Folktales often feature distant lands or enchanted realms – places of mystery and wonder.
Stories of other worlds
Folktales often feature distant lands or enchanted realms – places of mystery and wonder. These other worlds will often have some kind of magical quality, with strange creatures, powerful forces, and unusual laws that govern them.
Many cultures have different versions of another world – a fantasy land where things are different. Irish mythology has Faerie, Finnish stories often speak of Lintukoto, and Japanese mythology imagines Takamagahara, the realm of the sun-god.
It is no surprise that people are drawn to stories about imaginary places. They offer an entertaining escape from the mundane world, allowing us to explore new possibilities and experience something different.
By journeying through these enchanted lands, we can also learn more about ourselves and our place in the universe – we see our own world in a different light, and learn to better appreciate it.
The other realms in traditional folklore are often beautiful paradises, with lush landscapes and abundant wildlife. The legend of Shangri-La speaks of an idyllic valley hidden deep within the Himalayas, where people live for centuries without aging or illness. The inhabitants of this realm possess great wisdom and knowledge that they use to help others who come seeking their aid. Real-life explorers have sought this valley, as they struggled to tell the difference between fact and folklore.
In Finnish mythology, Lintukoto is a paradise at the edge of the world, where birds migrate every winter. The name translates as ‘home of birds’, and was full of golden birdsong. People believed that if they could reach Lintukoto, they would find happiness and contentment there forevermore.
Sacred realms are a common feature in traditional folklore – divine places which gods and deities call their home. These places can also serve as symbols for spiritual enlightenment, representing a higher plane of spiritual existence where people can find peace and harmony.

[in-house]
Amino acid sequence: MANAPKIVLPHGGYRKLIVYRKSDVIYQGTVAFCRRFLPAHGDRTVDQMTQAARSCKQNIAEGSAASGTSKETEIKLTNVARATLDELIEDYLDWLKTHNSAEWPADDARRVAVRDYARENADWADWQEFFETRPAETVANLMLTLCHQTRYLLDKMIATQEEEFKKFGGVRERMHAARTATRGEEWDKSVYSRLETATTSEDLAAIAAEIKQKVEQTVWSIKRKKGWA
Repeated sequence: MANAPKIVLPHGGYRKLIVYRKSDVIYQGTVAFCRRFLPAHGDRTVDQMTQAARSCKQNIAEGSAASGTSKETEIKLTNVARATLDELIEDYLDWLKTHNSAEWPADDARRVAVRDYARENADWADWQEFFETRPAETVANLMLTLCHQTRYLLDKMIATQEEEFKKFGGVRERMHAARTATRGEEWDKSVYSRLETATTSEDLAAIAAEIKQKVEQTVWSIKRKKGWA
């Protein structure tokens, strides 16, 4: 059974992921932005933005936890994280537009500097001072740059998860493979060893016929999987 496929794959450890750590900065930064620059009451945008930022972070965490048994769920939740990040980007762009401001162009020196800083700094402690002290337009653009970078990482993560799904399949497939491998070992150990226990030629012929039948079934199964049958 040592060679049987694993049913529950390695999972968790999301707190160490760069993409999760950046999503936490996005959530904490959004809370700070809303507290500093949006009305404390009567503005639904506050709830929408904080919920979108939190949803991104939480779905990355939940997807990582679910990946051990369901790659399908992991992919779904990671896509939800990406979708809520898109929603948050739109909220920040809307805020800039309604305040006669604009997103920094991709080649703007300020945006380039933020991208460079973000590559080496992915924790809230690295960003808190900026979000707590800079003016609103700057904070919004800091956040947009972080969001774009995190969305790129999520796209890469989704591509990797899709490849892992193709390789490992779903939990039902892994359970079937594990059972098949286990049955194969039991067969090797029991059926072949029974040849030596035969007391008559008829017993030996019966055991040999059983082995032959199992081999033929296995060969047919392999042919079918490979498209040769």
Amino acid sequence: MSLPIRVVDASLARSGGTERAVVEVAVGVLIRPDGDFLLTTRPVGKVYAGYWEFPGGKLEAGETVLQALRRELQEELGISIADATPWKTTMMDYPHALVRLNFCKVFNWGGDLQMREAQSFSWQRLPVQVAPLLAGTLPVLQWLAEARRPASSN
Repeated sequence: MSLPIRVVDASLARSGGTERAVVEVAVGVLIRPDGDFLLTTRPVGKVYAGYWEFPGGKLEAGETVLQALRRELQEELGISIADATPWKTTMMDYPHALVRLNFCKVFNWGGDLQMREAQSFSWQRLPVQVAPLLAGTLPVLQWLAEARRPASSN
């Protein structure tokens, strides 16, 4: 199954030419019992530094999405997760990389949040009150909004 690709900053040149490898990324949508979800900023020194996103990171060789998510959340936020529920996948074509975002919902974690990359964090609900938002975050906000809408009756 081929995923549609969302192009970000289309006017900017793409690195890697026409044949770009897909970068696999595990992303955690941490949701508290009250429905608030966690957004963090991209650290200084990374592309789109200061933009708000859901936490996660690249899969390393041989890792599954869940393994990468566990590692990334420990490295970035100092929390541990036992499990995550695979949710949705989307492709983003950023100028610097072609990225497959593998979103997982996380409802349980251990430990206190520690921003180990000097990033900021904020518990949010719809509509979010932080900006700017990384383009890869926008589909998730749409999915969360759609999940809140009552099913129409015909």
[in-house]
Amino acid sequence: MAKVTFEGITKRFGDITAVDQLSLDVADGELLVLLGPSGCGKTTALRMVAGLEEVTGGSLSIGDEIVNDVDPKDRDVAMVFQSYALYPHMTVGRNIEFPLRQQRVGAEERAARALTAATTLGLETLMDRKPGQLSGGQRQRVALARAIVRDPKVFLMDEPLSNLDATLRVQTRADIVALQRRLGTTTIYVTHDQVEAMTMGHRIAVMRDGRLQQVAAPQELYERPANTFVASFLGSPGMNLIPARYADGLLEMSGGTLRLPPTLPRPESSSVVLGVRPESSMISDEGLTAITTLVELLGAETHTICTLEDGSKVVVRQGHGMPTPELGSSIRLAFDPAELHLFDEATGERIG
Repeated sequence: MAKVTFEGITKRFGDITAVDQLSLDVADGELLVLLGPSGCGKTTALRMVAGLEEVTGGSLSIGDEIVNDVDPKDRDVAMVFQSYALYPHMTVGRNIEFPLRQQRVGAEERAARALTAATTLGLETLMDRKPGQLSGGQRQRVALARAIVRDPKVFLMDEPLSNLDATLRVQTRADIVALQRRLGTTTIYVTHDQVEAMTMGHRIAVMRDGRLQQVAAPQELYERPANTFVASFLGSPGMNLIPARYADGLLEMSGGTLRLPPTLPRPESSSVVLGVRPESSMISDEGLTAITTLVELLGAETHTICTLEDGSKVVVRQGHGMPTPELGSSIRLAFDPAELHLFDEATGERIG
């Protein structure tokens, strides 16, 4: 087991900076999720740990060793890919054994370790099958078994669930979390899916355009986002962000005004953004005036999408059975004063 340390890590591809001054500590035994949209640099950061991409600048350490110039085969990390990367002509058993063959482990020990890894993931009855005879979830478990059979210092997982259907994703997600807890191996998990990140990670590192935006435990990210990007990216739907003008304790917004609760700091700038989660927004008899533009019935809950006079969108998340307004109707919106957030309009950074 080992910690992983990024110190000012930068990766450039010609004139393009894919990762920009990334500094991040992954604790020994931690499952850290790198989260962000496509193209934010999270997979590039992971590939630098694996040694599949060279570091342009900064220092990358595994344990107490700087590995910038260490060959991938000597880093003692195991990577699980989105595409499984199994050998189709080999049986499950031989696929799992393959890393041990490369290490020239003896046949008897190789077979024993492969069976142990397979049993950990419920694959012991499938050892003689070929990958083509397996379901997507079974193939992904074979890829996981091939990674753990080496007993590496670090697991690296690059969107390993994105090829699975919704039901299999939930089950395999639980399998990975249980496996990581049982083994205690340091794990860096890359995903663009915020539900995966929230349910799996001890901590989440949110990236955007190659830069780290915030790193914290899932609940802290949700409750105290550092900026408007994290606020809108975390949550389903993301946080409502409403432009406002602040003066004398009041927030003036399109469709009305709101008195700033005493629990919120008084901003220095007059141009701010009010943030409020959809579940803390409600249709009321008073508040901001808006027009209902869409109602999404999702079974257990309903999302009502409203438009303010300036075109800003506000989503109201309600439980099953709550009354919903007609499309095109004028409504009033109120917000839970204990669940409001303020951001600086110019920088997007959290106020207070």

Takamagahara is one such example. It appears in Japanese mythology as the heavenly realm where the sun goddess Amaterasu resides. It is said to be located at the highest point of heaven and can only be accessed by those with special powers or knowledge.
The Land of Manu is another sacred realm, this one found in Ancient Egyptian mythology. When the sun god Ra descended from the sky at the end of the day, he rested in the Land of Manu, before rising again in the morning.
The other realms in traditional folklore are not always places of beauty and wonder. They can also be the homes of monstrous beings. These places represent a darker side of reality, where people must confront their inner demons before finding peace within themselves.
Greek mythology speaks of an island inhabited by the Laestrygonians. These beings are monstrous giants – ravenous cannibals and the enemies of Greek heroes. This island was meant to be far away from civilization and only accessible by sea.
Biringan is another monster realm, this one found in Filipino mythology. It was said to exist between two worlds – the physical world and the spirit world – and is inhabited by powerful entities known as aswangs, or shape-shifters. People believed that if they ventured too close to this realm, they would never return home again.
Gateways and portals
In many folktales, gateways and portals allow characters to travel between different realms. In the ancient Greek myth of Persephone, Hades abducts her through a portal in the ground that leads to his underworld kingdom. Similarly, in Irish mythology gateways to the enchanted realm of Faerie can be found at the base of hawthorn trees.
In some stories these portals are guarded by powerful creatures such as dragons or giants. For example, in ‘Jack and the Beanstalk’, Jack must defeat a giant before he can access its kingdom in the sky.
Mythical realms are often inspired by real places. Mount Olympus is a real mountain in Ancient Greece, which was also believed to be the home of the gods. This mountain was said to have a magical aura that could only be accessed by those with divine powers – a concept which may have been based on its remote location and difficult terrain.
Similarly, Avalon from Arthurian legend is believed to have originated from Glastonbury Tor in England, while Asgard from Norse mythology is thought to have been inspired by Scandinavia’s rugged landscape. Wherever a piece of physical landscape is frightening or breathtaking, it inspires stories of other realms.
Other worlds in modern media
Modern literature has embraced the idea of other realms. Fantasy novels such as J.R.R Tolkien’s The Lord of the Rings or C.S Lewis’ The Chronicles of Narnia feature magical realms populated by mythical creatures and powerful wizards. Philip Pullman’s His Dark Materials trilogy follows Lyra Belacqua on her journey through multiple worlds in search of knowledge and power.
Science fiction also uses fantastical settings to explore our own reality. For example, Frank Herbert’s Dune is set on an alien planet with its own unique ecology and culture that serves as a metaphor for human society. These tales provide an escape from reality; they allow readers to imagine themselves in different places where anything is possible – from defeating evil in magical worlds to discovering new galaxies far away from home.